Austria: Migrant Influx Will See Welfare Spending Leap 35 Per Cent

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The wave of newcomers who entered Austria during the migrant crisis will cause social benefits spending to soar by 35 per cent, a report has revealed.

The latest research shows that the majority of people receiving welfare in Austria never progress to permanent jobs. With particularly bad employment prospects for migrants, local authorities say the system should be reformed after last year’s influx.

The study by the Institute of Economic Research found that two thirds of people on welfare had depended on it for more than 13 months. Forty-five per cent of the welfare recipients who made the jump into work ended up back on benefits just two to three months later.

Commissioned by the city of Vienna, the report discovered that just nine per cent of the group made it into sustainable employment. As a result of receiving 90,000 asylum applications last year Austria, with a population of just eight and a half million, is set to increase social welfare spending by 35 per cent from its 2015 figure.

The research also noted that the prospects of employment for migrants are “particularly unfavourable”. Responding to the study Sonja Wehsely, the Vienna councillor for Health and Social Affairs, suggested reforms be made to the welfare system.

She said: “One can ask the question of what integration services must be adopted in order to receive the full guaranteed income. For the special situation with the [guaranteed income] of the refugees, new answers must be found.”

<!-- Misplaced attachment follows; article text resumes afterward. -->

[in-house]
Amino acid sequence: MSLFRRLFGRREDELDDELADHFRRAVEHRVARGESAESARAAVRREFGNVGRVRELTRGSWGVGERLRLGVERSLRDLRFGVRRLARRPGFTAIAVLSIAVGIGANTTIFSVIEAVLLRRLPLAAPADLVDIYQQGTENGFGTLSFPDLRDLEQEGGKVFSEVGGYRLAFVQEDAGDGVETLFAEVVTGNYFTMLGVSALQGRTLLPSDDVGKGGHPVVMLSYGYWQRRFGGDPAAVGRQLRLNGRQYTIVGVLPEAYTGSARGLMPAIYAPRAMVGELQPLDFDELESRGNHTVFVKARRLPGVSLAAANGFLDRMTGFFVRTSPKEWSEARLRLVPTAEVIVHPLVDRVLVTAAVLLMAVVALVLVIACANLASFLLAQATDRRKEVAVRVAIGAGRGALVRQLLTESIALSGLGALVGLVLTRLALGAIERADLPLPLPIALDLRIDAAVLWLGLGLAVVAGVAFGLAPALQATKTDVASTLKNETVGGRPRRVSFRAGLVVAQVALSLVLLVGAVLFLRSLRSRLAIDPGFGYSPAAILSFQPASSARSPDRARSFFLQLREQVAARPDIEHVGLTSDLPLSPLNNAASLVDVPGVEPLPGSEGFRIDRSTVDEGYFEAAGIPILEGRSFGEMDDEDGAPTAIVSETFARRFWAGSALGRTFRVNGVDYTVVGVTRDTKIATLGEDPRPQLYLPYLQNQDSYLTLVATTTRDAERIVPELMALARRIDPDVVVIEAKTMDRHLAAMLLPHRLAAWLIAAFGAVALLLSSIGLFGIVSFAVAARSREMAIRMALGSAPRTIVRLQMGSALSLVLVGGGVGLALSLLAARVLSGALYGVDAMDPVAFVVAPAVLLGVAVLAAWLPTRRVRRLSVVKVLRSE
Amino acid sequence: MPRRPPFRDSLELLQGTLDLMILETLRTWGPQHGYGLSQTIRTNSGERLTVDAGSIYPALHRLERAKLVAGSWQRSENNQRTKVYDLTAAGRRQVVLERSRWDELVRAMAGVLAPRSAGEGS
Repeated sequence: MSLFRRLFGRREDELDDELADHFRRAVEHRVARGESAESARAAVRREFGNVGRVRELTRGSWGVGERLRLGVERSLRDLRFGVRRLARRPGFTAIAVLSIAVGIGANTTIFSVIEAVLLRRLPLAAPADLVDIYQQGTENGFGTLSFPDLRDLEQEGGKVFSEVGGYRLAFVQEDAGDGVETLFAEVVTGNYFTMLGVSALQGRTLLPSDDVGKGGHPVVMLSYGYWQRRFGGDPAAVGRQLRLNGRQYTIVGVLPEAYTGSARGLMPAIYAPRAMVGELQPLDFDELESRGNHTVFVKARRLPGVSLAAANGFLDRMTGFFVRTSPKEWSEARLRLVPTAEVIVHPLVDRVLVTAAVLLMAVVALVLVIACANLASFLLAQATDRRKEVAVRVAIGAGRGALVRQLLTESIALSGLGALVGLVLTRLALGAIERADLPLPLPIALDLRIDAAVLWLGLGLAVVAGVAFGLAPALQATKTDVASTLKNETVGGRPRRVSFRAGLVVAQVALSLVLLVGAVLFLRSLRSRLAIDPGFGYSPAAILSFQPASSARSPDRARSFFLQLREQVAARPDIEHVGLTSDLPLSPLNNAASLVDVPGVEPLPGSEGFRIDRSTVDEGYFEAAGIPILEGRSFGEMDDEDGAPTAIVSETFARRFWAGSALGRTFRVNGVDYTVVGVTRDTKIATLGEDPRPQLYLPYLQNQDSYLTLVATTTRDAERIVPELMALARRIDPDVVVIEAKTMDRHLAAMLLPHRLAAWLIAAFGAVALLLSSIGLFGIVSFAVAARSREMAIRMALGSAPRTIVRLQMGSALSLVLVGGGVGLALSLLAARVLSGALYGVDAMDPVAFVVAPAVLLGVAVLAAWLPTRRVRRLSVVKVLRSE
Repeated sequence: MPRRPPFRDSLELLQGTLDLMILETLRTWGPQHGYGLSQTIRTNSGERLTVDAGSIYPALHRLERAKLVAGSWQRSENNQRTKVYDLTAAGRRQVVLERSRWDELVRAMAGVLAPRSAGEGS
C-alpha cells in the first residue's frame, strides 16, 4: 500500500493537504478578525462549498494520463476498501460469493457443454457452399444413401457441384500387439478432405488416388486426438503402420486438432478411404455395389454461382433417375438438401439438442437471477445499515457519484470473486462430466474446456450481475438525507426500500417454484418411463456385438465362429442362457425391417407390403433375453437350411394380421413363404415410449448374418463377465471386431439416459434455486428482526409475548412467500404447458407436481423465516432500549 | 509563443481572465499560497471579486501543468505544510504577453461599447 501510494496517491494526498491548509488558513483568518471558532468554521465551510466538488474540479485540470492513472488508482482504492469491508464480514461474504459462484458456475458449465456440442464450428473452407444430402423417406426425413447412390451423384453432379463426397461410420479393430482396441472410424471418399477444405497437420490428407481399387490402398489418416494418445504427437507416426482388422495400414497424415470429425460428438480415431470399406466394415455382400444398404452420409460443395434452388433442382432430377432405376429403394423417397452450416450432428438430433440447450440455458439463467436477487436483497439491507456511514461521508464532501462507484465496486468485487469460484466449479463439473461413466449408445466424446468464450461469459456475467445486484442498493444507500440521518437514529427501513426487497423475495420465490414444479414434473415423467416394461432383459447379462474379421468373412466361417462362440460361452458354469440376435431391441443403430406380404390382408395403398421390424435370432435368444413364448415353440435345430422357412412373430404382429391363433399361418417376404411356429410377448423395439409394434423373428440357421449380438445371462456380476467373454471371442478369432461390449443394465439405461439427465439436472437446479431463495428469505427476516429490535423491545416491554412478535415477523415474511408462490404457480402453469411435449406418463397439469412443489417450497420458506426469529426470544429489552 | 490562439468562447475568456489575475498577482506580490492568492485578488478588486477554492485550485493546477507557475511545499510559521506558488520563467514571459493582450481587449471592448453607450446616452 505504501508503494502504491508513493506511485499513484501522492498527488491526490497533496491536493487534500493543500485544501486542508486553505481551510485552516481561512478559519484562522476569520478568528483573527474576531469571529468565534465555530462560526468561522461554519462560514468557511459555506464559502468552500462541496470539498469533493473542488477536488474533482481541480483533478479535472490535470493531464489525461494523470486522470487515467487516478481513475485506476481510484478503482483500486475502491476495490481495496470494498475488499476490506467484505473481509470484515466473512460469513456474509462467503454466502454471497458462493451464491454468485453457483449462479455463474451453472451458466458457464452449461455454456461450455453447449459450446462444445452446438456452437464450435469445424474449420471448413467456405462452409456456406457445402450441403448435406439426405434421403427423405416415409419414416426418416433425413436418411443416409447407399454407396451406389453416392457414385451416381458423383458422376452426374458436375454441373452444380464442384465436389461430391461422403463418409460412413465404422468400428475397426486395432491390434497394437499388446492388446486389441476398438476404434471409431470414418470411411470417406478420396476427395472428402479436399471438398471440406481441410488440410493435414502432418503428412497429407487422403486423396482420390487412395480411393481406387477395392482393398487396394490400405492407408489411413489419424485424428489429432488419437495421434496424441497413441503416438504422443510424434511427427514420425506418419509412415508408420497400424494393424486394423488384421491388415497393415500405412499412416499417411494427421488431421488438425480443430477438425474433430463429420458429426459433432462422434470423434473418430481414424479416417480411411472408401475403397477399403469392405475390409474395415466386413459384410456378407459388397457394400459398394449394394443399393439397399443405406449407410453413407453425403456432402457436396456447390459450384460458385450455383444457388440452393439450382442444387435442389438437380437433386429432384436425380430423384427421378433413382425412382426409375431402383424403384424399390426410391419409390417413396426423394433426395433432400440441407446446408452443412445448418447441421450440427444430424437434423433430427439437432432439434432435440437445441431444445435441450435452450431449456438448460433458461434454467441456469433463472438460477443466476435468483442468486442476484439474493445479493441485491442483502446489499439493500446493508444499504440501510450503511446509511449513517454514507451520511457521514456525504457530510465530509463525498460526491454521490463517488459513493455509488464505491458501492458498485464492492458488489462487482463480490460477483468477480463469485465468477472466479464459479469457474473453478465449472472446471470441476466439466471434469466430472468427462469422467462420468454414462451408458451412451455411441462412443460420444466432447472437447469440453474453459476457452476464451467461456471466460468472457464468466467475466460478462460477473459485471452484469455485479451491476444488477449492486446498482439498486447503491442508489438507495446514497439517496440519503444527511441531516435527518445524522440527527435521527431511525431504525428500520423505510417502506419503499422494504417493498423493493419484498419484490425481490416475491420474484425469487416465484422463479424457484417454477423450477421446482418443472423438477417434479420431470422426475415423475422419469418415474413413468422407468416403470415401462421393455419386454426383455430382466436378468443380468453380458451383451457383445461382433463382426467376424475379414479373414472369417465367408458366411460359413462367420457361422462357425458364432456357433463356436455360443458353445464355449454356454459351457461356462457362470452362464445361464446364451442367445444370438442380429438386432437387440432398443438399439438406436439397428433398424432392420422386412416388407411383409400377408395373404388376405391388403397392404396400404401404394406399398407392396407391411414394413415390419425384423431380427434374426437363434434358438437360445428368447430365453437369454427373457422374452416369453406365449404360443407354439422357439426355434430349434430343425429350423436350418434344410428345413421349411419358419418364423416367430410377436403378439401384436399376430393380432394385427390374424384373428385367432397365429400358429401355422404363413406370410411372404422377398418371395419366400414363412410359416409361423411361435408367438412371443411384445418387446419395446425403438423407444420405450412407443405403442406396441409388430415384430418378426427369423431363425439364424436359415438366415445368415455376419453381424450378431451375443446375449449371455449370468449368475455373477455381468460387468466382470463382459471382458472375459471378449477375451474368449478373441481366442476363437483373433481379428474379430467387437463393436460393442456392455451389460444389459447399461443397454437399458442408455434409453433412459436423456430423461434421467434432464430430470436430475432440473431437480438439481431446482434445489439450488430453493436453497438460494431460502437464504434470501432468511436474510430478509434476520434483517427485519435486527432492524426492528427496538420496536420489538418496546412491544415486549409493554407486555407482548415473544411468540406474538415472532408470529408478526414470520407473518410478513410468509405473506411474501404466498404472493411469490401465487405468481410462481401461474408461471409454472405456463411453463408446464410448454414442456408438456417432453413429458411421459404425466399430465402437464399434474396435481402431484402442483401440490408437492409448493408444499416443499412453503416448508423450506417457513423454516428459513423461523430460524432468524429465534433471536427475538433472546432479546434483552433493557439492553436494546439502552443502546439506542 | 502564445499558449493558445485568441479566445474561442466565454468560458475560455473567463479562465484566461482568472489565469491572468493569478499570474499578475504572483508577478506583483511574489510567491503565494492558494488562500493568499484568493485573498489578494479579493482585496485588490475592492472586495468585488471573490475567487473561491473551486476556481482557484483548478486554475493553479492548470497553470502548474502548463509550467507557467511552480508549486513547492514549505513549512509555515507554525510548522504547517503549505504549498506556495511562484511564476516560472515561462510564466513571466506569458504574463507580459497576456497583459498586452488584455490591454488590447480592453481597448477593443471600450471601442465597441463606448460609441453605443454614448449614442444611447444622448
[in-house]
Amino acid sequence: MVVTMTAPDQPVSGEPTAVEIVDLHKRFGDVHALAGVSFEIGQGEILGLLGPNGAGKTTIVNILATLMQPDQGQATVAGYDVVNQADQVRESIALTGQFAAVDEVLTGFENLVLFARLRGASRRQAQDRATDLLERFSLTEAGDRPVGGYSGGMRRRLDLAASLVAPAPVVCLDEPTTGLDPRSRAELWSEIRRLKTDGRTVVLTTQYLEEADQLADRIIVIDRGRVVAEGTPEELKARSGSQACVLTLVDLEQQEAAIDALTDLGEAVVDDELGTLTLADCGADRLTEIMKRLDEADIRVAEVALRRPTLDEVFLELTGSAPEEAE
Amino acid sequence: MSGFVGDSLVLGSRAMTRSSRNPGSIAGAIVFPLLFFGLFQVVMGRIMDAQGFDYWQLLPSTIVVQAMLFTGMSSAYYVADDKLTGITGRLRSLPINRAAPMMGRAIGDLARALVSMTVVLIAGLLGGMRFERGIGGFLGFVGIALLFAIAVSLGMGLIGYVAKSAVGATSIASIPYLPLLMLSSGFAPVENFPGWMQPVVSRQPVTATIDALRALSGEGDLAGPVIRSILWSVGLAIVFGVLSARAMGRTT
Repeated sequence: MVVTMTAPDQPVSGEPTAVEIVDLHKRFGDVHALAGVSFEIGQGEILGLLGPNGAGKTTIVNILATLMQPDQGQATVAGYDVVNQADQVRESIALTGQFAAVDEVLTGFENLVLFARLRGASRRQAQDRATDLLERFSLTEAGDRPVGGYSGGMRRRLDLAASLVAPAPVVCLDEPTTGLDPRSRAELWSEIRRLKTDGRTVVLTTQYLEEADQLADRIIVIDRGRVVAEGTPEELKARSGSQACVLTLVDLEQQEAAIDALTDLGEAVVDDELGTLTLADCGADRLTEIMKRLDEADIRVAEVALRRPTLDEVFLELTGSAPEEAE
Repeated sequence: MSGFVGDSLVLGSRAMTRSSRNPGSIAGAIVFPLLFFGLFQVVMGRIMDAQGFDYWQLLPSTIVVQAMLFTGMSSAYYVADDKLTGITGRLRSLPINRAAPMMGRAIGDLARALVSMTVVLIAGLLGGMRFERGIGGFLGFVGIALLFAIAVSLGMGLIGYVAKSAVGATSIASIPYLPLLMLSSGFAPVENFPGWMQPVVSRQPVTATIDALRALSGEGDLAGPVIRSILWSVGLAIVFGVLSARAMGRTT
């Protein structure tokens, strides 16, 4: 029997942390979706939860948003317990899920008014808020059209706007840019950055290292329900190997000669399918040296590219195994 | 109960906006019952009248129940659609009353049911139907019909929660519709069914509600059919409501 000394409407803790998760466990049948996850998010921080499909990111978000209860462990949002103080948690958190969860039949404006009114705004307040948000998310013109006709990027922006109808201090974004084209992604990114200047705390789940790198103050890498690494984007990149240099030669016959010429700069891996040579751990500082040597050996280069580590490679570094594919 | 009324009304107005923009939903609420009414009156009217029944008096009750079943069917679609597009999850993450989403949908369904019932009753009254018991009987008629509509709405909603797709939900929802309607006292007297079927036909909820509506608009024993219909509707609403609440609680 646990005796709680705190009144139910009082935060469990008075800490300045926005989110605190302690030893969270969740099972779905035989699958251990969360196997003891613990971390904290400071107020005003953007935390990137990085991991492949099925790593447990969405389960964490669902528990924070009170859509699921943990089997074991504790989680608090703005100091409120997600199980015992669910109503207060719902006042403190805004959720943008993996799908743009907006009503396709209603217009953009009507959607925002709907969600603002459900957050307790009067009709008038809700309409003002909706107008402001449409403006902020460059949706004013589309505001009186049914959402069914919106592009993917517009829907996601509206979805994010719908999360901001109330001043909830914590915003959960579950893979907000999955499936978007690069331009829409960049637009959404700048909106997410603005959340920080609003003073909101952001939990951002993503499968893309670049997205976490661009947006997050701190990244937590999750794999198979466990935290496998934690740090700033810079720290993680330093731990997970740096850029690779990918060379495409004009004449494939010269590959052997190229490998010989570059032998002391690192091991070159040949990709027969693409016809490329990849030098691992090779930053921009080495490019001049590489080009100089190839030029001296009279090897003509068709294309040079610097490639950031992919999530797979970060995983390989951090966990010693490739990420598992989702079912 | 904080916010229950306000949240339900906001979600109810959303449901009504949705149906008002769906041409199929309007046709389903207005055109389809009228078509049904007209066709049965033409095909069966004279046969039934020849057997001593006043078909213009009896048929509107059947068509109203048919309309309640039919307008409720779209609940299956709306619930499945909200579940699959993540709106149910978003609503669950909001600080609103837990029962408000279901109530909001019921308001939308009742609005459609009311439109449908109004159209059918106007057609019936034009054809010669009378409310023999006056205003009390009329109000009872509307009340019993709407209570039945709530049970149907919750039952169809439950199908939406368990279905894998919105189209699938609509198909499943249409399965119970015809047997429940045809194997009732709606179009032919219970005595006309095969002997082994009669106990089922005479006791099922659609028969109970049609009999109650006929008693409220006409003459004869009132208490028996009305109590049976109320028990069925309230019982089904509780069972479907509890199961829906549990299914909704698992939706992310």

Krone recently reported a whistleblower’s account of how Austria’s welfare system is abused by migrants. Telling the paper he wants to “show how carelessly taxpayers’ money is handled”, the anonymous state employee revealed authorities rarely check whether benefits claimants have as many children as they say.

Outlining the large amounts of money being doled out, he pointed to how two unemployed migrants who claim to have 11 children are receiving €5,200 a month from the guaranteed income system.

Tensions in Austria over mass migration have run high since Chancellor Angela Merkel of neighbouring Germany last year invited millions of migrants to Europe.

In May, victory was snatched from populist, anti-mass migration candidate Norbert Hofer by just 0.6 per cent of the vote in the second round of Austria’s presidential election. The result was annulled, owing to “serious” postal vote fraud and so a rerun is to take place later this year.


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